In 2006 Daiganji’s Gomodo Hall was rebuilt for the first time in nearly a century and a half to house a new, four-meter tall sandalwood statue of Fudo Myo-o, the fierce Wisdom King who represents (among other things) steadfastness and the destruction of doubt and evil. Each year a festival is held in his honor. In 2018, it will take place on Saturday, November 3. The ritual begins with sutra reading and a goma burning ritual at 13:00. At 14:00, the firewalking begins, led by the priests of the temple. Visitors are welcome to participate but note that you will be required to remove your shoes and walk barefoot. Fortunately (or not), by the time you begin walking the coals will most likely have been trodden to a thin layer of barely warm ash. Still, the ritual is unusual, and afterward, you are welcome to a reception area for celebratory tea and cakes.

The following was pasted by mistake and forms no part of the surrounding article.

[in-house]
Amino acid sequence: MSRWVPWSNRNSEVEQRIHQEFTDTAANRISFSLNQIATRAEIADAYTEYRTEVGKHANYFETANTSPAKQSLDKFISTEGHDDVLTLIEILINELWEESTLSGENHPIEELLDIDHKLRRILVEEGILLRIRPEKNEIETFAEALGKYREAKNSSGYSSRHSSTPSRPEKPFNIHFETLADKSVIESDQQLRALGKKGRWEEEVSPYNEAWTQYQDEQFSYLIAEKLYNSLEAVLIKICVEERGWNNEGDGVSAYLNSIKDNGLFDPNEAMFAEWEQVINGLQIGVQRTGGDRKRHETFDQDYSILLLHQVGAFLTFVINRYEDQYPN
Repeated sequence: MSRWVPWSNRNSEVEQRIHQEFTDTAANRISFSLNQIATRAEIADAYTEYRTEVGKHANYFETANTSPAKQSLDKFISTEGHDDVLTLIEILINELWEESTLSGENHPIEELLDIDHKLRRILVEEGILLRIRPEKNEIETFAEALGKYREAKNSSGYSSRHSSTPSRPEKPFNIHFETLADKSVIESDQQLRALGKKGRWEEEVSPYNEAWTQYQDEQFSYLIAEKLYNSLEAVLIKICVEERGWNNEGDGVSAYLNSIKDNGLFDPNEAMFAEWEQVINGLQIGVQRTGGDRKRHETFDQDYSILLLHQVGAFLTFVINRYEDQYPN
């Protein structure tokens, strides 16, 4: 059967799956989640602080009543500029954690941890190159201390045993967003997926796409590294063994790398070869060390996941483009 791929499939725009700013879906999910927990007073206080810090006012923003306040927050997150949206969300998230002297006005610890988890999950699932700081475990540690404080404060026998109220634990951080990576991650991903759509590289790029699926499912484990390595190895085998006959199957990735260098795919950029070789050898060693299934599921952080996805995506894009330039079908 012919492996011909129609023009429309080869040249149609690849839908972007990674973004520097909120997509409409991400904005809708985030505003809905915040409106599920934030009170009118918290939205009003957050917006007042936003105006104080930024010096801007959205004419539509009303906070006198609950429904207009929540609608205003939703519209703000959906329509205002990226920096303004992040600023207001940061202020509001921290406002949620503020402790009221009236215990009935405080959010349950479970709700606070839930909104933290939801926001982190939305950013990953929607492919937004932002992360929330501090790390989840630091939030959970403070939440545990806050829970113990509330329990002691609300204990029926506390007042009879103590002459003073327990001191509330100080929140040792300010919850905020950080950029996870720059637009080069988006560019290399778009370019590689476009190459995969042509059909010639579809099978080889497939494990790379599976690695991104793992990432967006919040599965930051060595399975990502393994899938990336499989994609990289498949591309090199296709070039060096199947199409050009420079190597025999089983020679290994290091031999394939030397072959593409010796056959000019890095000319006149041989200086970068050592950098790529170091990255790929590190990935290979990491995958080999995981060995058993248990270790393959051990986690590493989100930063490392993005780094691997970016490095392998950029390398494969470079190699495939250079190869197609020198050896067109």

I’ve written about Daishoin here before. The head temple of Shingon’s Omuro sect is located farther up the slopes of Mt. Misen from Itsukushima, and is a fantastic place to explore even when nothing unusual is happening. But twice a year, you can line up with hundreds of other visitors, ranging from the devout faithful to tourists who’ve accidentally wandered in at the right time, to tread a path through burning coals. The ceremony takes place on April 15 and November 15, regardless of the day of the week. In 2018, November 15 is a Thursday, which means that if you can make it you’ll avoid the worst of the weekend crowds.